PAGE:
Production Company Accuses Hallmark Channels of Stealing "The Wilderness Family."

MEDFORD, June 5, 2009 -- Motion picture production, licensing and distribution company Pacific International Enterprises, Inc. accused the Hallmark Channel of stealing the Wilderness Family concept and trademark in a lawsuit filed today.

The lawsuit names the owners of the Hallmark Channels, Crown Media Holdings, Inc., as a defendant along with Nevada film companies Larry Levinson Productions, Inc., LG Films, LLC, and Greystoke Entertainment, Inc. in addition to screen writer Alex Greenfield.

Crown Media Holdings, Inc. ("Crown") primarily distributes motion pictures through its cable systems but also develops and produces original material in addition to acquiring the rights to motion pictures.

The Adventures of the Wilderness Family (aka The Wilderness Family) is a 1975 family movie that stars Robert Logan, George Buck Flower and Susan Damante-Shaw. The movie was followed by two Wilderness Family sequels in 1978 and 1979 entitled "The Further Adventures of the Wilderness Family" and "Mountain Family Robinson,".

PIE claims it acquired ownership of "The Wilderness Family Series" which "presents a typical family that moves from its comfortable home and neighborhood surroundings into an unknown and uncomfortable wilderness world requiring the development of survivorship skills, thereby contributing to the development of new intrapersonal and intra-family introspection, awareness and growth."

The original film's plot is summarized by PIE as follows: "The Wilderness Family
Series deals with a family of four, father, mother, son, and daughter, plus their faithful dog, who leave the hectic life of the big city to seek a life of simple family values in the wilderness from land inherited from their uncle. They reconstruct a dilapidated, old cabin with an outhouse that comes with the property, learn how to raise chickens and milk goats, hunt and fish for food, and overcome many adversities encountered in the wild. They escape bear, wolf and mountain lion attacks, survive blizzards and avalanches, and negotiate river rapids on a hand-built raft. The family befriends a bear and two bear cubs. The family encounters its greatest challenge in the bureaucracy of the U.S. Forest Service. The main characters are Skip (the Dad), Pat (the Mom), Jenny (the sickly daughter), Toby (the son), and their new neighbor a grissly, old mountain-man named Boomer. As a result of the wilderness displacement, the family, and each of its members, learn about themselves, their strengths, weaknesses and character, and grow as people and as a family."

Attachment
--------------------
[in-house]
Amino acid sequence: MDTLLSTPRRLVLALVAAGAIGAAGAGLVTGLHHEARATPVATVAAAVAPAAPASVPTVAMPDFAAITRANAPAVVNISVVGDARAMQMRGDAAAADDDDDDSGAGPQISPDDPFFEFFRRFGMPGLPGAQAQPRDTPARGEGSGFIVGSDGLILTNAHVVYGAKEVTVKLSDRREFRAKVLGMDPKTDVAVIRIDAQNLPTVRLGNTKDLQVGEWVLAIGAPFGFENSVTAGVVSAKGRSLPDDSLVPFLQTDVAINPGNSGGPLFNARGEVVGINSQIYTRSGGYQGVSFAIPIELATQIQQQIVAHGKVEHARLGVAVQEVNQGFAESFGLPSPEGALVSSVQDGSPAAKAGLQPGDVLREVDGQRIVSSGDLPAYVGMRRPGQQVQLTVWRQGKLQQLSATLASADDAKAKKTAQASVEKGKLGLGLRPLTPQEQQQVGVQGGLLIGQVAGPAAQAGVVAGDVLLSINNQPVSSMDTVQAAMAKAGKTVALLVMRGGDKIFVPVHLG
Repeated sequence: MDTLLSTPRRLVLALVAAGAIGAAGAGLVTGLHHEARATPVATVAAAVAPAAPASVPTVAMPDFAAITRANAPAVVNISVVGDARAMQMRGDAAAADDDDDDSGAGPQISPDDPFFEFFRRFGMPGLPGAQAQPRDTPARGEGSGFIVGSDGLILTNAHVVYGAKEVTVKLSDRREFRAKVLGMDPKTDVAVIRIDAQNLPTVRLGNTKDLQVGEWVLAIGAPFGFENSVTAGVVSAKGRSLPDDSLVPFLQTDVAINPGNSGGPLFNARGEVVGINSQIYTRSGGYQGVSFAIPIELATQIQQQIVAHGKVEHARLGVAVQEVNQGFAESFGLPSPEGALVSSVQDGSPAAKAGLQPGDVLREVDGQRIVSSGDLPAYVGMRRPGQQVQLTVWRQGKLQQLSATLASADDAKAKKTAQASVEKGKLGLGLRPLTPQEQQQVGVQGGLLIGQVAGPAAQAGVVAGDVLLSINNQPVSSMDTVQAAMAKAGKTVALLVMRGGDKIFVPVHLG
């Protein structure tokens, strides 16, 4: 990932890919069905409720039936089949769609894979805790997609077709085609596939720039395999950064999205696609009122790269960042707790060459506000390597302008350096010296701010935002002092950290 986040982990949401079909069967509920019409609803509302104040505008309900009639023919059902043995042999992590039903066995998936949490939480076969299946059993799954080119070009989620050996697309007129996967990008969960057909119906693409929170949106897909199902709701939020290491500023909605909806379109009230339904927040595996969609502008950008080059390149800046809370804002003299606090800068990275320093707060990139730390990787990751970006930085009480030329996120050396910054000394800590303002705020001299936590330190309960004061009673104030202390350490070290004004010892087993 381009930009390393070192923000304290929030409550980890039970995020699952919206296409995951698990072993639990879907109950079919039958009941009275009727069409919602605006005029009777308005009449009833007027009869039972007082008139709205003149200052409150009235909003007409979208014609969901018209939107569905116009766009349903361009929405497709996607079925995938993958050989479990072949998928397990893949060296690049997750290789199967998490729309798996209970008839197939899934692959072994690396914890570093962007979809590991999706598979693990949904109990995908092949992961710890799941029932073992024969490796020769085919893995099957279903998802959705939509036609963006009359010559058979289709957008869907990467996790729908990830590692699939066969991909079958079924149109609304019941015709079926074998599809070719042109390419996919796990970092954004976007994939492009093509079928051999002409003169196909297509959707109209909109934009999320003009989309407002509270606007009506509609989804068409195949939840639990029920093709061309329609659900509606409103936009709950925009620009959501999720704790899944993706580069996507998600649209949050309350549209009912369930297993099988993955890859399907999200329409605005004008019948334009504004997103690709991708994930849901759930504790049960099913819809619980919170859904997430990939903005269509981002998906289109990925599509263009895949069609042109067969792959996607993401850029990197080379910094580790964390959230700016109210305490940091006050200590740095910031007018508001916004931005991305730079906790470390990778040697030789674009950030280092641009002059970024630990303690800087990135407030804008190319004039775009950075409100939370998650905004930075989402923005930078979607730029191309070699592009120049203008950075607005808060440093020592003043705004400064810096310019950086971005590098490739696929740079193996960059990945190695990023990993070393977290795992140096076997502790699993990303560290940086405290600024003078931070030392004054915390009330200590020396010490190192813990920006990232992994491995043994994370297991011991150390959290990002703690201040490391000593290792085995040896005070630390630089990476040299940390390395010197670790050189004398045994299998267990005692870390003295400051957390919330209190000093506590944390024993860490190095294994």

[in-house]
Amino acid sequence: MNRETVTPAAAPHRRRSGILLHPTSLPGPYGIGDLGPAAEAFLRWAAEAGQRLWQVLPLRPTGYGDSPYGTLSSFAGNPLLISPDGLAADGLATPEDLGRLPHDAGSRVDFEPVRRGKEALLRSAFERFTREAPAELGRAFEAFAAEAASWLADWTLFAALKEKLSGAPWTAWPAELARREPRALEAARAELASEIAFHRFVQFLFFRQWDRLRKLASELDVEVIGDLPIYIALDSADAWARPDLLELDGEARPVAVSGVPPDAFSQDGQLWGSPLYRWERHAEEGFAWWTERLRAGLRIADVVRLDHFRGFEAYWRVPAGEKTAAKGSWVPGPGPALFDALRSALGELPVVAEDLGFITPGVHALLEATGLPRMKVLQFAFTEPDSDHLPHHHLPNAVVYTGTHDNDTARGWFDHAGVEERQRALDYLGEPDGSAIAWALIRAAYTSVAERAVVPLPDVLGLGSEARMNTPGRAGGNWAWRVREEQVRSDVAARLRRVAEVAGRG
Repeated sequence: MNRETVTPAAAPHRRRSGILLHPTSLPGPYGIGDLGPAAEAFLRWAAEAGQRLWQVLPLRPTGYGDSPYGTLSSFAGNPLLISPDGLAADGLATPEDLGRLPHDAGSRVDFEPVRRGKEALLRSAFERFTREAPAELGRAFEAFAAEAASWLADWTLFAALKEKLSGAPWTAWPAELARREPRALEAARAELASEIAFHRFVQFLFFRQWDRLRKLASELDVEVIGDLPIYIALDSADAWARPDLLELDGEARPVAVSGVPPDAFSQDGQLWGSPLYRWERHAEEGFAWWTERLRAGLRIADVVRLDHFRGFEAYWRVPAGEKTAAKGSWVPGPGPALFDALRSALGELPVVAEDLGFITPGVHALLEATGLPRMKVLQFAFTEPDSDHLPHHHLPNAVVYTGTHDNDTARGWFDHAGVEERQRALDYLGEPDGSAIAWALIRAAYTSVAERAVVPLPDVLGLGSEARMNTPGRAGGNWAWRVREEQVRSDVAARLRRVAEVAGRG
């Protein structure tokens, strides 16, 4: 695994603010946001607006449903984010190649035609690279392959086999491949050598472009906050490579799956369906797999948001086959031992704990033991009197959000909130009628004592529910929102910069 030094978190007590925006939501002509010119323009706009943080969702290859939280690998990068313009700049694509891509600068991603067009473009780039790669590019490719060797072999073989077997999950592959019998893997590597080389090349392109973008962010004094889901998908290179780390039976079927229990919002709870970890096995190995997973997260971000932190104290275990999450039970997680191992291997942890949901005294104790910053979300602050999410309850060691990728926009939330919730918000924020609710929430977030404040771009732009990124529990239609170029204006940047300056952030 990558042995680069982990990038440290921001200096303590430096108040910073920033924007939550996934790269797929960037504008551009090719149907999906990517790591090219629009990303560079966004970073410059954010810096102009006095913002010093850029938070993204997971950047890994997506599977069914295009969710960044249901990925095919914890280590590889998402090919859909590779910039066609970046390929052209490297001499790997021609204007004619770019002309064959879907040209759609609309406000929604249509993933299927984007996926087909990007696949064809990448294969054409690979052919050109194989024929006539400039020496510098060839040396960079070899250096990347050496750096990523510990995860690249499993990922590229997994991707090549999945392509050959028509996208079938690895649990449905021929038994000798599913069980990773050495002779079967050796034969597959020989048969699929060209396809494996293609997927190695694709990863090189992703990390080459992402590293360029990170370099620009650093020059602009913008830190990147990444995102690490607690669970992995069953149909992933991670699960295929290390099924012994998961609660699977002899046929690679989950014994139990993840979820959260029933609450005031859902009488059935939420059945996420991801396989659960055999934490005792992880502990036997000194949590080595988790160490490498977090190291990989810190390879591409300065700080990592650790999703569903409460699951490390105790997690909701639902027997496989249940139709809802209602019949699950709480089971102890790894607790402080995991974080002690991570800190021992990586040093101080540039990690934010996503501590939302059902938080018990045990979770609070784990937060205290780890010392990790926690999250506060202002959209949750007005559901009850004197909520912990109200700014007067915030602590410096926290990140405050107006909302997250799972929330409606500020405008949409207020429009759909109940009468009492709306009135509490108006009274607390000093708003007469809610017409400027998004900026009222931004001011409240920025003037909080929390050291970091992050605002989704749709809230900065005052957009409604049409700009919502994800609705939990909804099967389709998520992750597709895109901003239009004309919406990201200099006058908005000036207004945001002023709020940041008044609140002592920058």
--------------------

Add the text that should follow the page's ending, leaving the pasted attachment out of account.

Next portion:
According to the complaint, Crown requested copies of the original films for review from Pacific International Enterprises, Inc. ("PIE") in May, 2000. After reviewing the firms, Crown informed PIE that is was not interested in acquiring any rights in the films by letters dated June 27 and June 30.

In November 2008, the Hallmark Channel announced it just "wrapped" production on a film entitled "The Wilderness Family" starring Peter Strauss, Jonathan Silverman , DeDee Pfeiffer , Linsey Godfrey, and Nolan Gerard Funk. The same press release stated "The Wilderness Family" is a Hallmark Channel presentation of an LG Films Production in association with Larry Levinson Productions. Larry Levinson was credited as the executive producer. The movie is produced by Lincoln Lageson and Mary Church, and directed by Bradford May from a script written by Alex Greenfield.

The Hallmark Channels promoted the film and issued a press release describing the film as follows: "The Wilderness Family" is the story of the Vickerys, who on the surface appear to be the perfect all-American family: Jack (Silvennan) is a star at his ad agency and is looking forward to making partner; Emily (Pfeiffer) is an up-and-coming realtor; Derek (Funk) is a senior in high school and star soccer player; and, Charlotte (Godfrey) is a do-gooder, vegetarian cheerleader. Underneath it all, however, the family is separated by modem-day gadgets and hectic schedules. When Jack's Uncle George dies and leaves the family his country ranch in the mountains, Jack takes a look at his family and realizes they could all use some time away together. When the Vickerys arrive, some ofthem are quick to throw in the towel on the aged cabin with its outdated touches, including an outhouse. But, when the family meets their new neighbor, Wild Bill Cohen (Strauss), they are forced to work together to help him round-up a herd of grazing horses and, in the process, realize that as a family they can accomplish anything."

PIE argues that the similarities between the films is so striking as to constitute evidence of unlawful copying.

The copyrights in the original three films were federally registered, as such the owner has the exclusive right to reproduce, adapt, distribute, perform and display the films. Copyrights do not protects ideas, only the creative expression of ideas. In addition to a claim of trademark infringement, the pleading also accuses the defendants of unfair competition.

Titles of creative works are not entitled to copyright protection, but can be protected as trademarks if the consuming public associates the mark as an identifier of the source for goods or services.

The pleading filed by PIE does not contain a claim of trademark infringement per se, but it does contain language to the effect the defendants' film is of inferior quality and will damage and dilute the goodwill and reputation of the PIE and of the Wilderness Family films which rings of a trademark claim.

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